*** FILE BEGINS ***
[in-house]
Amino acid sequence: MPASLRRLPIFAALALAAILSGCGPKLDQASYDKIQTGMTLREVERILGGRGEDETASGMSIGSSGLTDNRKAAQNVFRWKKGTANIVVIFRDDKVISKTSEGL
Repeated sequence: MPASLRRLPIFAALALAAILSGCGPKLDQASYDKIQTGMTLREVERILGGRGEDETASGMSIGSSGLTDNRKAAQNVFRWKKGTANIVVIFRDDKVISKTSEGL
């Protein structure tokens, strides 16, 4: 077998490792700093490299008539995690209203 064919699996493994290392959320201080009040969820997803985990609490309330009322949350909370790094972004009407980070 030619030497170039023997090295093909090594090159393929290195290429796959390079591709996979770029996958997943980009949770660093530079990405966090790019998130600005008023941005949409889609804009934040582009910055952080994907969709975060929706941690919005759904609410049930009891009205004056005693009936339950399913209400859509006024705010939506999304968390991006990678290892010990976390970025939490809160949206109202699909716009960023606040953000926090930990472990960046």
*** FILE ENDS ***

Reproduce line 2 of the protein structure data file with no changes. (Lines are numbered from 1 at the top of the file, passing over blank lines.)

Amino acid sequence: MPASLRRLPIFAALALAAILSGCGPKLDQASYDKIQTGMTLREVERILGGRGEDETASGMSIGSSGLTDNRKAAQNVFRWKKGTANIVVIFRDDKVISKTSEGL